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Brighton Dome theatre gets access to city’s 5G mobile testbed

Brighton Dome & Festival is to deploy a 5G network to explore future applications for the technology in the arts

Brighton’s trial 5G network is to be extended to the city’s Dome theatre – the scene of ABBA’s 1974 Eurovision Song Contest victory – ahead of the annual Brighton Festival, becoming one of the first performance, arts and cultural venues in the country to be equipped with 5G-ready technology.

Although it does not provide live consumer services yet, Brighton’s 5G trial network was initially set up in early 2018 using £1.2m of investment from Coast to Capital, the city’s local enterprise partnership (LEP), and £270,000 from Digital Catapult.

The testbed network has already been used extensively to explore applications in the creative and performing arts industries, with a particular focus on augmented and virtual reality (AR and VR), and over the next 12 months, Brighton Dome & Brighton Festival will explore and develop new ideas for how to implement and integrate 5G technology into the arts.

This could be, for example, by providing live streaming, improving accessibility to the arts for disabled people, or enabling audience engagement and interaction with artists and performers.

“For artists, 5G has the potential to offer a new set of tools to do things we have always dreamt about or dream up new things we could never have imagined. It provides us with new questions to explore and new forms of expression to examine those questions,” said Tristan Sharps, artistic director of local performance company dreamthinkspeak, and an associate artist of Brighton Dome & Brighton Festival.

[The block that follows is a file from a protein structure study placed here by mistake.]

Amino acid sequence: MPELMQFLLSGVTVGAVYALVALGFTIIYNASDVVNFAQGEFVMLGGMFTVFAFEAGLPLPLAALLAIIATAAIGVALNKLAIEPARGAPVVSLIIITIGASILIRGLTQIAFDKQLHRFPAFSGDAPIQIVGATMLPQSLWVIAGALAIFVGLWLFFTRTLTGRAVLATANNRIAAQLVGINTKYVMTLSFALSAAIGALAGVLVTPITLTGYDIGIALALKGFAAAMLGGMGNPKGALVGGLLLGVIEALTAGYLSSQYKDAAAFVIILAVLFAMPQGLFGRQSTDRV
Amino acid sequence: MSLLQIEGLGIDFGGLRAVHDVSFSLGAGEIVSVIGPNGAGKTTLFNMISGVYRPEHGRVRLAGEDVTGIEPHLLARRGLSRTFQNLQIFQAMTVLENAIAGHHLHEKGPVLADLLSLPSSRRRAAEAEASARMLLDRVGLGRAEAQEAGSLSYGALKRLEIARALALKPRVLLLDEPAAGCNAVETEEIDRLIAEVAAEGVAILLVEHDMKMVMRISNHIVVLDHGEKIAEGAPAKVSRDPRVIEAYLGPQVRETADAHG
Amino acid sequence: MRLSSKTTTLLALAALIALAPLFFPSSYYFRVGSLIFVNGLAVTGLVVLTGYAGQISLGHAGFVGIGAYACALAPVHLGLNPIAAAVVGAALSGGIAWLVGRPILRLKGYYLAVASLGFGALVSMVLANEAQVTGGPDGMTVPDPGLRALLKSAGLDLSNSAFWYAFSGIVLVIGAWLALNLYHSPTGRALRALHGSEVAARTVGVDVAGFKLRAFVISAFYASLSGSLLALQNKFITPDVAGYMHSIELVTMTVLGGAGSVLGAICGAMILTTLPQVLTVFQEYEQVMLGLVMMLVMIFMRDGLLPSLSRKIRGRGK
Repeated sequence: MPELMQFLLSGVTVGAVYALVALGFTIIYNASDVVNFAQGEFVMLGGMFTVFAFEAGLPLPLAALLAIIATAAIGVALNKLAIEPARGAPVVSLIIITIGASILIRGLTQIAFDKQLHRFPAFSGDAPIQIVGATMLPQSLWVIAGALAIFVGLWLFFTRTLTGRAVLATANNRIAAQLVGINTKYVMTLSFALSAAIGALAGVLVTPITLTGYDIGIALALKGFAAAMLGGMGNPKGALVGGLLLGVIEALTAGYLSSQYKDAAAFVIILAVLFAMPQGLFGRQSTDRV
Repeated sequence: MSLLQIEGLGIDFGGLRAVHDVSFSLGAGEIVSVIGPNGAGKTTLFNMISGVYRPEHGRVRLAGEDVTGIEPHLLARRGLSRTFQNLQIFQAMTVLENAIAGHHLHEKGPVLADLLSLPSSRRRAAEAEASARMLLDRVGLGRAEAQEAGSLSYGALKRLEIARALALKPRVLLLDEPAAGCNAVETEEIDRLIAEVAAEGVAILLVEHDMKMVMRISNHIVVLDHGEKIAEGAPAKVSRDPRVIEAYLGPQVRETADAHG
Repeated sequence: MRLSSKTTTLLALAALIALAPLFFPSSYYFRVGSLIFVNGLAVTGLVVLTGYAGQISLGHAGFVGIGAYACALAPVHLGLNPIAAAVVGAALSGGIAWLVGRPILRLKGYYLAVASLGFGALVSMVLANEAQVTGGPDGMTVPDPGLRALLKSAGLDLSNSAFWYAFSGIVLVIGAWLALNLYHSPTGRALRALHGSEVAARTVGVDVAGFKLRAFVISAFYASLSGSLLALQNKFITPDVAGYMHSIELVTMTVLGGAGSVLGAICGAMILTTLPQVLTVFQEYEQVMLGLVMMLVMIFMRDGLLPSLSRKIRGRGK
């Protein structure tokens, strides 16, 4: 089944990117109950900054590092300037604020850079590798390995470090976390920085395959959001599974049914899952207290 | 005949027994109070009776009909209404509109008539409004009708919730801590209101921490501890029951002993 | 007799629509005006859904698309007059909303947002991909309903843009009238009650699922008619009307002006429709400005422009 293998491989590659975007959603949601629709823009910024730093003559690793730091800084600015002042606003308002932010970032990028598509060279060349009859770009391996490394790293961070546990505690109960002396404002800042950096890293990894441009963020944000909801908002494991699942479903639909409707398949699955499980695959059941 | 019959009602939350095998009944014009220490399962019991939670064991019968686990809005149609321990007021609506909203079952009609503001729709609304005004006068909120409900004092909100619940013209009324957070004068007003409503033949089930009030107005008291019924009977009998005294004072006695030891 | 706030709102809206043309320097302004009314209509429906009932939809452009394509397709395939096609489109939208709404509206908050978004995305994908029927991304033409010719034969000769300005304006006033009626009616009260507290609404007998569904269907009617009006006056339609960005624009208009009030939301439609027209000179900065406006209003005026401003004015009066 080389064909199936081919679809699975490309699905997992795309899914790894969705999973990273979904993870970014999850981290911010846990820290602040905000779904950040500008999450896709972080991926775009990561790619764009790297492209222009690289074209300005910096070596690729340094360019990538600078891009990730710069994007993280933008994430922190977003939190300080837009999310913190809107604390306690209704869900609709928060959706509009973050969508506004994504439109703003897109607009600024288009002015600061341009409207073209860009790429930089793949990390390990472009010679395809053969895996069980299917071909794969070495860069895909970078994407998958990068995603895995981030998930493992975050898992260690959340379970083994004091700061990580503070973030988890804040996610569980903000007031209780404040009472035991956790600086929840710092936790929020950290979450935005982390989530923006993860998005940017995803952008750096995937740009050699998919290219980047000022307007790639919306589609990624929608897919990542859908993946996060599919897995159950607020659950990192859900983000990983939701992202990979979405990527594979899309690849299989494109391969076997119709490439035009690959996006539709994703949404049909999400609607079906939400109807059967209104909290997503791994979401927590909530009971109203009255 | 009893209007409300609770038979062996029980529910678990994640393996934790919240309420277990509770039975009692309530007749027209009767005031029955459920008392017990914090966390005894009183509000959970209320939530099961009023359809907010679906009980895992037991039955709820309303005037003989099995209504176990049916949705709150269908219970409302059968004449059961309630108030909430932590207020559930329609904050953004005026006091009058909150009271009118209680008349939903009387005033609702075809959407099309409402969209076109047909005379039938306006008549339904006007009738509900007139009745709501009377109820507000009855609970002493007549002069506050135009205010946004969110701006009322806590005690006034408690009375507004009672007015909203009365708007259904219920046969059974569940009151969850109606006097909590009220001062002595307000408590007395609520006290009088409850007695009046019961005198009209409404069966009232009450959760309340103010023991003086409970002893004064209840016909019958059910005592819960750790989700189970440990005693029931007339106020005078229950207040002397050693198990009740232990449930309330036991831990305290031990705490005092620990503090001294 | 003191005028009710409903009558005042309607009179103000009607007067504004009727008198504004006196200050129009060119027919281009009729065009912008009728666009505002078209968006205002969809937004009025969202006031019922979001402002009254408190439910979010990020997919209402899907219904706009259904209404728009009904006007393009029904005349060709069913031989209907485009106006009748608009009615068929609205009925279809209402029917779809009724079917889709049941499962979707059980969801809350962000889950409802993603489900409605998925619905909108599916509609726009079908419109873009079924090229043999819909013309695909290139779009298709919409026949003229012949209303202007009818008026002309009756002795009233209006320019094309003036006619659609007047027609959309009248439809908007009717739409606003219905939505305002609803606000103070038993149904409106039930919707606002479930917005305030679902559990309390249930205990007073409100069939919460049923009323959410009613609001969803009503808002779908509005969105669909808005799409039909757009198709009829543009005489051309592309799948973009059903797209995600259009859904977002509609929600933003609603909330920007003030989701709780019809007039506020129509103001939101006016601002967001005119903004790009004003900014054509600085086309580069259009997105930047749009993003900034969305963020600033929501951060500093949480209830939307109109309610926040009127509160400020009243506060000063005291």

“Whether we create large-scale projects with progressive technologies, or intimate pieces on a bare stage in torchlight, 5G will change how our artistic work is made, seen and circulated. It will give artists and audiences a thrilling opportunity to engage with our rapidly changing world,” he said.

Brighton Dome & Brighton Festival chief executive Andrew Comben said it would be one of the first arts venues in the country to explore the potential of 5G technology in the application of new artistic work and performance.

“Not only will it offer artists the chance to create exciting new work, but our audiences and visitors to Brighton will be able to enjoy and experience arts events in a completely different way. We’re excited by the endless possibilities this could bring,” he added.

To begin with, the network is being deployed in the venue’s Founder’s Room and Foyer, and will offer local businesses, community groups and artists the opportunity to test and develop 5G applications.

“5G is expected to be rolled out across the UK later this year, but we’re still very much in the black and white television era of this technology. To be in with a chance of entering technicolour, we need to test the network’s capabilities and enable businesses and users to prepare for the opportunity it presents,” said Digital Catapult CEO Jeremy Silver.

Read more about IT in the performing arts

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  • Fans of Cirque du Soleil’s highly anticipated Toruk – The First Flight were encouraged to whip out their smartphones during a recent Singapore performance – with full blessings from the production team.

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